Northern Rockies Fisher is one step closer to protection under the Endangered Species Act
If you’re a fan of the Northern Rockies fisher, you probably know why we’re so excited. The U.S. Fish and Wildlife Service finally announced that this imperiled population of fishers may warrant federal protection under the Endangered Species Act (ESA). The Northern Rockies fisher, a cat-like member of the weasel family, has faced many challenges over the years, and we’ve been working for years to get these animals the protection they deserve. Defenders of Wildlife, along with several conservation allies, filed a petition to list the Northern Rockies fisher under the ESA in 2013, and we are thrilled to see the Service finally take some action toward protecting them.
What’s so special about the Northern Rockies fisher?
Fishers are rare and agile forest carnivores found only in North America. A relative of mink, otter and wolverine, fishers (Pekania pennanti) sport the thick soft fur, narrow bodies, sharp noses, and long bushy tails of the weasel family. They’re really very cute. They prey on a variety of small and medium-sized mammals and birds, and have a remarkable ability to successfully hunt porcupines. Despite their name, fishers do not eat fish.
Fishers are solitary, mostly nocturnal, and big travelers – they may cover many miles in their search for food. Fishers rest and den in hollow trees and logs, and may use holes in trees made by other animals. The Rocky Mountain population of fishers live in extensive, dense forests containing old, large trees. The presence of fishers in an ecosystem in the West is a great indicator of the health of the surrounding forest. Without large, interconnected swaths of mature trees, the fisher cannot survive.
Why are the Northern Rockies fishers struggling?
The fisher has been so reduced in its range and numbers in the Northern Rockies that today it is one of, if not the, rarest carnivore in the region. They nearly went extinct in the early 20th century because of uncontrolled trapping, logging of old-growth forests, and enormous forest fires.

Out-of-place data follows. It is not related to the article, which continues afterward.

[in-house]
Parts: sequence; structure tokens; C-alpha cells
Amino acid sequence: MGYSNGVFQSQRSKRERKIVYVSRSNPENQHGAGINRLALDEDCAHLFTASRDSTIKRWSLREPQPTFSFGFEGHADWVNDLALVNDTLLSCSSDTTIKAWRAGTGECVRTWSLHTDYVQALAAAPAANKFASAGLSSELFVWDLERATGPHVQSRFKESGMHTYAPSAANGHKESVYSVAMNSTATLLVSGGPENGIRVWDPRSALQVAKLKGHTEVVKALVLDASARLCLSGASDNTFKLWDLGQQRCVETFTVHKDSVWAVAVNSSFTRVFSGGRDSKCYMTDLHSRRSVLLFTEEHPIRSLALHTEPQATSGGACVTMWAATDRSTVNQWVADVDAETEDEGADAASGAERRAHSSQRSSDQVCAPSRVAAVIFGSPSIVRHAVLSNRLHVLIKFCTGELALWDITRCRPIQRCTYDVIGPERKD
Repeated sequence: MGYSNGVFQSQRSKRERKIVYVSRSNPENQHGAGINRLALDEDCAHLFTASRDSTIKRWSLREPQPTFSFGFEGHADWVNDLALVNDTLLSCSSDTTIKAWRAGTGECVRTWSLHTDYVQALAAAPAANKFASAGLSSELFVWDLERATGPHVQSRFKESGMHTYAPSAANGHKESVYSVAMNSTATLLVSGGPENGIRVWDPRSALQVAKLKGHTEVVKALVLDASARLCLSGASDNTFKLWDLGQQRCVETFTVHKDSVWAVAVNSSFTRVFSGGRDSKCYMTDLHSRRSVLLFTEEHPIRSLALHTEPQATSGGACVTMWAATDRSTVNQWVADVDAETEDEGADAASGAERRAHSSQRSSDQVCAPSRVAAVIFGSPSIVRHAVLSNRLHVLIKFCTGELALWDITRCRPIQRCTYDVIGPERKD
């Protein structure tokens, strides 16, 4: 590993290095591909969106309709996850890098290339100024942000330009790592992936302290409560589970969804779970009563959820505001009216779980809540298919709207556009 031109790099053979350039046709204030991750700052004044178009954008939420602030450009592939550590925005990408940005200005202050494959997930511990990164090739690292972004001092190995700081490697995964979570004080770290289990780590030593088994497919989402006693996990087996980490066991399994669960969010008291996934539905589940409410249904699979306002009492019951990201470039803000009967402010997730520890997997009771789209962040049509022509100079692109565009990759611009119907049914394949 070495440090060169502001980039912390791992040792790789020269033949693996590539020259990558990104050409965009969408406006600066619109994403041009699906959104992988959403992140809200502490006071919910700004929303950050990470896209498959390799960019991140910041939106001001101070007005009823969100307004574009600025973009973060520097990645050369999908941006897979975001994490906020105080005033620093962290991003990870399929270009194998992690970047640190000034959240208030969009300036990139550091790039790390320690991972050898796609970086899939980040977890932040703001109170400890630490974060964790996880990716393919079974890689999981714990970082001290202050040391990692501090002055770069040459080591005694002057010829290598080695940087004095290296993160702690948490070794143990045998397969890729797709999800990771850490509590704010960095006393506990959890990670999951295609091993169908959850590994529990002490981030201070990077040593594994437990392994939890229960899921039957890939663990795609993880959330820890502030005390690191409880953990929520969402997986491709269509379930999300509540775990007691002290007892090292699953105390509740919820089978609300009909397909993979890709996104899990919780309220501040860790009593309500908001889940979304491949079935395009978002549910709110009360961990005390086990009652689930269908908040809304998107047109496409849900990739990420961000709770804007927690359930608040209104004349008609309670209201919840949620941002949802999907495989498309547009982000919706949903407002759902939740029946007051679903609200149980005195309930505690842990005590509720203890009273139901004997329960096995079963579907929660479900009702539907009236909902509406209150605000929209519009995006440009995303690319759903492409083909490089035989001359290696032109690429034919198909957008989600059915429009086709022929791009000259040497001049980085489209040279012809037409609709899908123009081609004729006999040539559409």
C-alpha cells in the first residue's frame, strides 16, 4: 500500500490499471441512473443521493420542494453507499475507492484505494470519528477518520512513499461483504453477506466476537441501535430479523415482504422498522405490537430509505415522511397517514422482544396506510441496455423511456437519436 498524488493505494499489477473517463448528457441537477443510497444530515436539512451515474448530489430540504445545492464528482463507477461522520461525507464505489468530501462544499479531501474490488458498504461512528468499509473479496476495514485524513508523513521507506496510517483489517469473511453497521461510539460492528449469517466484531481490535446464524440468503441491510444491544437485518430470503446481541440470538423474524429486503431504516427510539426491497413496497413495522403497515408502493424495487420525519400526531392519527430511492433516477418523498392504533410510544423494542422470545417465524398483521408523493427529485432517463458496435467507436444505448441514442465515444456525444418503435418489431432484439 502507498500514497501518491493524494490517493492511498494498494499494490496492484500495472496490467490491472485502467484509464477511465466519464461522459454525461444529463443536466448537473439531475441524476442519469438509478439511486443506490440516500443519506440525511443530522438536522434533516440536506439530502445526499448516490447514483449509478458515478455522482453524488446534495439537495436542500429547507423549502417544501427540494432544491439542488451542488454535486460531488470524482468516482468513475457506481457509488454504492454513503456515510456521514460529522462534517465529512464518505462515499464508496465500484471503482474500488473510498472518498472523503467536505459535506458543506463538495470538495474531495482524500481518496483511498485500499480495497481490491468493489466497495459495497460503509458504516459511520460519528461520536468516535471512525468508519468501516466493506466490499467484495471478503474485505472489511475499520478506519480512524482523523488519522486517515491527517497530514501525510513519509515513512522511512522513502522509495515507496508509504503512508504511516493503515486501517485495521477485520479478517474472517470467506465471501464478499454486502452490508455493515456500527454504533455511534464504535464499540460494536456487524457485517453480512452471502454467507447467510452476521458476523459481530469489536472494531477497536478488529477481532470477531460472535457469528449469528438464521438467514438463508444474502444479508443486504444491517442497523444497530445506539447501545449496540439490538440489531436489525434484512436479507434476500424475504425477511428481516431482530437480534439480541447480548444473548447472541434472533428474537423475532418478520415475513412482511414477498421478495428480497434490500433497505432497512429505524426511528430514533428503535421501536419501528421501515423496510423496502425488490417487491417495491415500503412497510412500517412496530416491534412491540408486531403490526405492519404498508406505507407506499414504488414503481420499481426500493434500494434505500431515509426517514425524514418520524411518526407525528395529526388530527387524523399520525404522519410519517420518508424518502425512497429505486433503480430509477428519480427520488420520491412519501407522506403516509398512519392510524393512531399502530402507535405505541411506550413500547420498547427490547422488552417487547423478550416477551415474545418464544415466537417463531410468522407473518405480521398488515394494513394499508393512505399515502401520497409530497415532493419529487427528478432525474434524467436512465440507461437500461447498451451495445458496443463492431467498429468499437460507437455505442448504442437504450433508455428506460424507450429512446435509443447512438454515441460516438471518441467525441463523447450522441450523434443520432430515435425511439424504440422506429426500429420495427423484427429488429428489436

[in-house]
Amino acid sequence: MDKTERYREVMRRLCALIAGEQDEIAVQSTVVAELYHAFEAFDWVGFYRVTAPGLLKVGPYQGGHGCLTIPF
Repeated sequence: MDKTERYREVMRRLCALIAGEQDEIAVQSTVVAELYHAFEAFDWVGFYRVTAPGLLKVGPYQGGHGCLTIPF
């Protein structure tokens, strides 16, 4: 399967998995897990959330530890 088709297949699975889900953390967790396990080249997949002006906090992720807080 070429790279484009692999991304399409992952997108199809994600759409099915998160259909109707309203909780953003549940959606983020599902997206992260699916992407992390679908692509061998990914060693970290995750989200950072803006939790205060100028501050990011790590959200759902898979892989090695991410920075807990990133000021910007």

Today, these fishers still have to contend with loss and deterioration of their forested habitat thanks to logging, insect infestation, disease and human development. And, as the climate changes and severe fire becomes more frequent throughout the West, they will likely lose even more of their habitat.
But more than any other threat, a dramatic increase in trapping is pushing these critters close to the brink. Despite their very low numbers, it is still legal in Montana to purposely trap fishers. And in Idaho, even though direct trapping is not allowed, incidental trapping (the accidental trapping of fishers when intending to catch something else) has reached an alarming high. Since fishers are curious by nature, they are especially vulnerable to traps set for other species such as marten or bobcat. Since 2000, at least 300 fishers have been trapped in Idaho alone, and 1/3 of those incidents occurred between 2012 and 2014. With fishers considered to be one of the rarest carnivores in the Rockies, there is no time to lose when it comes to protecting the Northern Rockies fisher.
So what happens next?
Conservation groups originally petitioned for Northern Rockies fisher listing under the Endangered Species Act in 2009, but the request was denied because levels of incidental trapping were lower at the time and we knew less about the habitat that fishers need to survive. As our knowledge about these animals improved and trapping conditions grew worse, we decided to try again, and the latest petition for protection was filed in September 2013. When the Service failed to respond to it after a whole year, our partners filed a lawsuit – just the kick in the pants the Service needed to act.
This latest announcement means that the Service believes the Northern Rockies fisher may warrant protection and it will now undertake a year-long status review to determine whether or not to grant protection. If the fishers are listed under the ESA, it would provide federal resources to promote fisher recovery. It could trigger a ban on trapping of these vulnerable animals in places where it is still legal (Montana) and could include new rules on modifying the traps set for other animals so that they’re less likely to catch fishers. A listing under the ESA could also prompt greater protections for the mature forests that make up the habitat that is critical for fishers’ survival. In short, it could make a world of difference for these imperiled creatures.
Bringing Fishers Back to Washington
We’re working with other groups to help Pacific fisher return to their forest habitat in the Pacific northwest. Check out the latest on this project, and catch a glimpse of fishers being released into the wild.